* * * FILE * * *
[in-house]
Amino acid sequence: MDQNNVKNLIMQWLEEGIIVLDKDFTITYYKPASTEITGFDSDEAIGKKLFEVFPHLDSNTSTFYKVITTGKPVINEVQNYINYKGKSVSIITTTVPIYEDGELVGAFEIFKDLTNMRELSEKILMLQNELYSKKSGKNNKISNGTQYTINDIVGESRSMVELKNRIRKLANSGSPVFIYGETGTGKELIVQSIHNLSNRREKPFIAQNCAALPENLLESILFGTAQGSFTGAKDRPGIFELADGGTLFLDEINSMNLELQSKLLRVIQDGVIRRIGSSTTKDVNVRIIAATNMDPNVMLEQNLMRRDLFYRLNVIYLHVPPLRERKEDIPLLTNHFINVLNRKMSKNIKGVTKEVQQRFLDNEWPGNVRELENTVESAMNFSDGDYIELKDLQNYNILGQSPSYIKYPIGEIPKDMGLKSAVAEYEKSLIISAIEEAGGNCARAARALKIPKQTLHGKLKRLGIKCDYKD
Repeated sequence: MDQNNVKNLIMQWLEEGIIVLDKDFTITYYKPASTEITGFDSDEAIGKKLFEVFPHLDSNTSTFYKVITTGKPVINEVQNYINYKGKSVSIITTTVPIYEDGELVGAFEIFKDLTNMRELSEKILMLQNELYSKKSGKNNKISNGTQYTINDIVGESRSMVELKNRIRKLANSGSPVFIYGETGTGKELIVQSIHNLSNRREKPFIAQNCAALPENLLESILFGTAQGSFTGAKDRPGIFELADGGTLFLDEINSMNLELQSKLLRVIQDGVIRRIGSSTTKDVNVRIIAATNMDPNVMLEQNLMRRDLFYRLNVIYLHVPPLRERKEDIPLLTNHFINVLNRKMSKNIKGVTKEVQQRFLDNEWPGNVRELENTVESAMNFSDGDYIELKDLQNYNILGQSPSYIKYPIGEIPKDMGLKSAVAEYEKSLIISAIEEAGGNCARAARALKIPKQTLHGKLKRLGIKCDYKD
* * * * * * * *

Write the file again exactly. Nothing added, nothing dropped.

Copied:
[in-house]
Amino acid sequence: MDQNNVKNLIMQWLEEGIIVLDKDFTITYYKPASTEITGFDSDEAIGKKLFEVFPHLDSNTSTFYKVITTGKPVINEVQNYINYKGKSVSIITTTVPIYEDGELVGAFEIFKDLTNMRELSEKILMLQNELYSKKSGKNNKISNGTQYTINDIVGESRSMVELKNRIRKLANSGSPVFIYGETGTGKELIVQSIHNLSNRREKPFIAQNCAALPENLLESILFGTAQGSFTGAKDRPGIFELADGGTLFLDEINSMNLELQSKLLRVIQDGVIRRIGSSTTKDVNVRIIAATNMDPNVMLEQNLMRRDLFYRLNVIYLHVPPLRERKEDIPLLTNHFINVLNRKMSKNIKGVTKEVQQRFLDNEWPGNVRELENTVESAMNFSDGDYIELKDLQNYNILGQSPSYIKYPIGEIPKDMGLKSAVAEYEKSLIISAIEEAGGNCARAARALKIPKQTLHGKLKRLGIKCDYKD
Repeated sequence: MDQNNVKNLIMQWLEEGIIVLDKDFTITYYKPASTEITGFDSDEAIGKKLFEVFPHLDSNTSTFYKVITTGKPVINEVQNYINYKGKSVSIITTTVPIYEDGELVGAFEIFKDLTNMRELSEKILMLQNELYSKKSGKNNKISNGTQYTINDIVGESRSMVELKNRIRKLANSGSPVFIYGETGTGKELIVQSIHNLSNRREKPFIAQNCAALPENLLESILFGTAQGSFTGAKDRPGIFELADGGTLFLDEINSMNLELQSKLLRVIQDGVIRRIGSSTTKDVNVRIIAATNMDPNVMLEQNLMRRDLFYRLNVIYLHVPPLRERKEDIPLLTNHFINVLNRKMSKNIKGVTKEVQQRFLDNEWPGNVRELENTVESAMNFSDGDYIELKDLQNYNILGQSPSYIKYPIGEIPKDMGLKSAVAEYEKSLIISAIEEAGGNCARAARALKIPKQTLHGKLKRLGIKCDYKD